Runtime: 102 minutes
Rated: PG-13 (for violence and brief strong language)
Director: Asger Leth
Writer: Pablo F. Fenjves
Starring: Sam Worthington, Elizabeth Banks, Jamie Bell, Ed Harris
Crime | Thriller
Sam Worthington is our star in Man on a Ledge—a less-than-successful thriller about, well, a man on a ledge. But with a title like that, you want – no, you demand – to get more from your movie than this. Calling a spade a spade, Man on a Ledge is darn near a plummeting failure.
Worthington plays “Nick Cassidy,” a disgraced cop who has served two years in prison for stealing a forty-million-dollar diamond from a top-grossing New York real estate kingpin, “David Englander” (Ed Harris). Released from prison briefly to attend his father's funeral, Cassidy finds an opportunity to escape in efforts to prove his innocence to the world.
|Ed Harris plays "David Englander," |
one of his narrowest performances
You keep watching, despite uncommitted acting on the part of everyone and cheesy, hokey characters that would have come off with more credibility had they been introduced to us as guest improvers on an episode of Whose Line is it Anyway?
When not soaked in substandard-ness, we have characters that lack any real development. Elizabeth Banks is “Lydia Mercer,” a disgraced negotiator who made the news a month earlier for failing to talk down a suicidal cop. She's supposed to be a borderline alcoholic who no other cops want to work with, but she's really just nothing. No distinctive qualities at all.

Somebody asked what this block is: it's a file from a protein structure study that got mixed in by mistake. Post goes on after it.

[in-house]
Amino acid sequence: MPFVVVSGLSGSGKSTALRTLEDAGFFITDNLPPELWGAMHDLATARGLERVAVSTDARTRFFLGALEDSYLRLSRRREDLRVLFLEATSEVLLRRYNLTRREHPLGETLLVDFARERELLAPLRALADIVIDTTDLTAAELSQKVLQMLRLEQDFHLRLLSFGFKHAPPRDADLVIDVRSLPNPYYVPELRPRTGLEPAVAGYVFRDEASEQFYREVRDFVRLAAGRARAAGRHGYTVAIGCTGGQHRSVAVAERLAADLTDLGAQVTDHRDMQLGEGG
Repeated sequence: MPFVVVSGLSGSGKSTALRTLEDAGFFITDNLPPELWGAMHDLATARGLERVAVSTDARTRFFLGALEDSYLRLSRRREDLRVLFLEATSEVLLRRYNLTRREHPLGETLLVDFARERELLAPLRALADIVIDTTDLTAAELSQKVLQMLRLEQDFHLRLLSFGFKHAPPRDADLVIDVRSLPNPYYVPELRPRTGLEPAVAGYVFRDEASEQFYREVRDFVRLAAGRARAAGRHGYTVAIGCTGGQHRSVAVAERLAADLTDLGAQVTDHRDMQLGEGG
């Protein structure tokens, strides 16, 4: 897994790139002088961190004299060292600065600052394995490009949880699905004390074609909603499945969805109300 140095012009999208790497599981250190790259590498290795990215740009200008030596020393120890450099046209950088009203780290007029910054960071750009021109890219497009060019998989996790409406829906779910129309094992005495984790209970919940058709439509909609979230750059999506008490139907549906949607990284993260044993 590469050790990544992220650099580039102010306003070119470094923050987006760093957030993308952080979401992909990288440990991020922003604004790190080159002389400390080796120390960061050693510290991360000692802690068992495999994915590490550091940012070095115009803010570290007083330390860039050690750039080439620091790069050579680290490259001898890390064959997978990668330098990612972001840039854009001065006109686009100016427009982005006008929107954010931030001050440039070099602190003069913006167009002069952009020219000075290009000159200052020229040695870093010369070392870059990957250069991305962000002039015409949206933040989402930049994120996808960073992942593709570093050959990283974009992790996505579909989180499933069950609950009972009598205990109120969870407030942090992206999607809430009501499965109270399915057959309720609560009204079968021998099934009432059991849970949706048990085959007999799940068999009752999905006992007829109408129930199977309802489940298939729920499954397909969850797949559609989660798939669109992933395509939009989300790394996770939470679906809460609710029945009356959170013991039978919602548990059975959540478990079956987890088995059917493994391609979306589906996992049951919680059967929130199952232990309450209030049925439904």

Everyone here is either a weak portrayal of what movies have long tried to make cops look like, or else just weak. Nick's brother, “Joey Cassidy” (Jamie Bell), has a hottie (Genesis Rodriguez) who shows a lot of skin. What movie would be complete without a busty Latina to help fuel the spousal comic relief?
The ego-ish run-downs of dialog can be somewhat patronizing when they aren't pointless. We are supposed to keep waiting for Cassidy to jump, but we already know from the trailers that there's more to the story. The way things come together, we wish there were less because the plot itself is hinged with disbelief-inducing devices that start to make us feel taken advantage of. By the film’s end, all doubt has been removed.
So many things in this movie could or would not happen this way. We'd like to say that the suspense makes us take our minds off of this realization for long enough to enjoy it, but that would only be true to a very small extent. The movie is like a cross between the Die Hards and The Negotiator (1998), but it's nowhere close to as good.